Doin’ the Rum Baba
I just cannot believe it’s two years since I was fortunate to be on the first series of the Great British Bake Off and talking to Louise, Ruth and Edd, neither can they. I’ve watched series two with interest and now the latest; I’m just blown away with just how good some of the contestants are. If I applied now, there’s no damn way I’d have a chance of getting through the preliminaries let alone get on the show. I guess Love Productions, like us ‘originals’, were finding their feet and now the competition has hotted up (in more ways than one). I’m glad I got through, even if it was only for one episode, and yes dear reader, I’d do it all again in the waft of a sieve.
I’m no longer the only person to bake for Scotland, young James is making a name for himself and I hope he goes through to the final. I have my favourites like everybody else – my hope and heart goes to Cathryn; a nervous kitten that I’m sure will grow in confidence and like James, will make it through to the end.
This post isn’t all about the Bake Off, it’s about pushing myself once again. The technical challenges from series one were simple compared to this year’s first episode where we saw the return of that retro pud, the rum baba.
I’ve never made these but if I see them, it’ll end up in front of me, wolfed down in a blink of an eye. I always thought they were complicated beasts and watching last week’s show, was intrigued by them but almost put off by the Silver Fox’s version; I thought his method was more complex than it should be.
Reaching for my trusty baking bible by the adorable Dan Lepard, I was delighted to find he has a recipe for the baba in Short and Sweet.
So here is my rendition of the rum baba. I’m not giving you the recipe as it’s straight from Dan’s book and I’d be in breach of his copyright, something that is a big issue at the moment with not only recipes but also pictures.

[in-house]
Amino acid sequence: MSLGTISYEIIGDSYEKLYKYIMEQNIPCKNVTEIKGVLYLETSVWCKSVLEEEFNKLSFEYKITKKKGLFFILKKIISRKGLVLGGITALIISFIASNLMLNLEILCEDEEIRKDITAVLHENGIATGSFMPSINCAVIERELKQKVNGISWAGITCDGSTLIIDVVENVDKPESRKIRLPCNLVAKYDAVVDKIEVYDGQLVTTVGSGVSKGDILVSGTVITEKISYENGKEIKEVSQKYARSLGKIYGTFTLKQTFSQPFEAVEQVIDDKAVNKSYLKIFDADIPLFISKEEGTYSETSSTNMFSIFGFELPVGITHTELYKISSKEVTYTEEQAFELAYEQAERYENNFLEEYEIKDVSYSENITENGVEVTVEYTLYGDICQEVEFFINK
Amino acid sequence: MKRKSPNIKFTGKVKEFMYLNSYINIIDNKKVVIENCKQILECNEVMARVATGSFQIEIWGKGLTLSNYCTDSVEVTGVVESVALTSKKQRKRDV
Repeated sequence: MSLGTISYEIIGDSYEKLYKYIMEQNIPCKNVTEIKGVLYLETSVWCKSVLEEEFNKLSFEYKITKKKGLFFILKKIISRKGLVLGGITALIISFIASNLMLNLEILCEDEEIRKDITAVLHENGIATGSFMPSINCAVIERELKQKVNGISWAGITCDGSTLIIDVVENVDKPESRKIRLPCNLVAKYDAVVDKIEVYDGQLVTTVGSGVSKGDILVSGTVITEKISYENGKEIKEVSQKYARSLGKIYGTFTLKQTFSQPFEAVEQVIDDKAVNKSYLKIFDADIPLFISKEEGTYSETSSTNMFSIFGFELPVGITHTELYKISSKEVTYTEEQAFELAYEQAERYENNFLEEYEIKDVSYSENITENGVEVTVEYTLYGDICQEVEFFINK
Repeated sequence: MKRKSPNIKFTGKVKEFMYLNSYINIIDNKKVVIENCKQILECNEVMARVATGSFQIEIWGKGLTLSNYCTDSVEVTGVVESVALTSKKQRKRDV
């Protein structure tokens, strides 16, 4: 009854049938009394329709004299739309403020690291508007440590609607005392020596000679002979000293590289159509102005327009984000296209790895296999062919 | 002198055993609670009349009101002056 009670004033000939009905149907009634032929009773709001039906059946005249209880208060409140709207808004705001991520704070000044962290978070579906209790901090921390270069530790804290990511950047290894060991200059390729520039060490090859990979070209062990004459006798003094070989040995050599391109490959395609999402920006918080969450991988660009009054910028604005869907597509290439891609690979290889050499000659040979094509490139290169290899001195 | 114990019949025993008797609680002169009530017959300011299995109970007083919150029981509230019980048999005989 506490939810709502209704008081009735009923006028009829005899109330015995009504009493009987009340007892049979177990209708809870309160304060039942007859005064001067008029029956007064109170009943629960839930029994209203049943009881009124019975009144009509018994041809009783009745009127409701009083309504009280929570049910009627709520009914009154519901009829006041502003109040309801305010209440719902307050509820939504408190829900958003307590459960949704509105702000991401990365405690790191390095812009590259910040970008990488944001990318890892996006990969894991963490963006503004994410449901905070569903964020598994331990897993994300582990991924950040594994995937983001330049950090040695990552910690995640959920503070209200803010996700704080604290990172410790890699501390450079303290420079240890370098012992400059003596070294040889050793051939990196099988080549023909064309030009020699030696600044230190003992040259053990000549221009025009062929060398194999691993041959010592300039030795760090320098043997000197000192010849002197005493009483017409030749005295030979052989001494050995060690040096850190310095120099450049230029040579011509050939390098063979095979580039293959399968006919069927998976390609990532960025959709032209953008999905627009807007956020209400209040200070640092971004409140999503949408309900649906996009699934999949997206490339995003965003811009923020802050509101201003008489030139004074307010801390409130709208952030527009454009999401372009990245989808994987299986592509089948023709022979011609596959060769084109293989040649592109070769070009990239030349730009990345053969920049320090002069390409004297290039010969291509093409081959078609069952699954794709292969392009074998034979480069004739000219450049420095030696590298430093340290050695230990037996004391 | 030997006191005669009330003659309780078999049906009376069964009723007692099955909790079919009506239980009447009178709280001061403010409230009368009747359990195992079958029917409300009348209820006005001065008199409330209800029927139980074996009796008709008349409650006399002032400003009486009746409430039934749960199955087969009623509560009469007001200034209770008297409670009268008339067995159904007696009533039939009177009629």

My Take on Dan Lepard’s Rum Baba.
Dan’s recipe says it will make five or six babas, but in reality, I think it could be more like eight if you used a muffin tin.
Unlike Paul Hollywood’s method, I used a mixer. It not only saved time but also my temper.
Putting some of the flour, warm milk and yeast into a warmed bowl, giving it a quick stir, I left the gloop until it went fuzzily frothy. Adding the rest of the flour, eggs, sugar, salt, I gave it a good beating for two minutes. Now this is where I bogged up (misread the instructions), I left it for 45 minutes to prove. What I should have done was add the butter and whisked for another two minutes, then let it rise. I didn’t and had no idea how the wee blighters would turn out.
As soon as the batter doubled in size (again), I dolloped spoonfuls into well-greased pudding tins.
While they strutted their funky stuff, I made the syrup. It may seem like a huge amount of liquid, but let me tell you theses babas are thirsty little buggers when it comes to a good soaking.
Once risen, my babies were shoved into a hot oven for about 25 minutes. They looked and smelled like brioche when I took them out, but they are delicate souls and need to be coaxed gently from their little metal jackets. Once plopped into a deep dish, covered with the hot syrup, I left them for a wee while before gingerly turning them over to drown in the sticky sweetness.
To serve, Dan’s recommendations are to split them, give them a good dousing of rum and a large spoonful of whipped cream; I used brandy to complement the donut peach compote I’d made for the occassion. It was either that or throw them out as they were a on the soft side of bin fodder.
What I’d do next time is add the spirit to the syrup; it can be any booze that has a high alcoholic kick and not much sugar. I was tempted by using a mandarin vodka. No matter how you serve them, these addictive little vixens will certainly feature on the supper and, in my case, breakfast table on a regular basis.
Few ingredients, an easier method, lots of time and a bit of a bog up later, the first baba appeared. Not a thing of beauty, but by the gods did they taste fabbytits!
Nowt to be scared of, now I had a go.
© Lea Harris. Off the Eaten Track, 2012.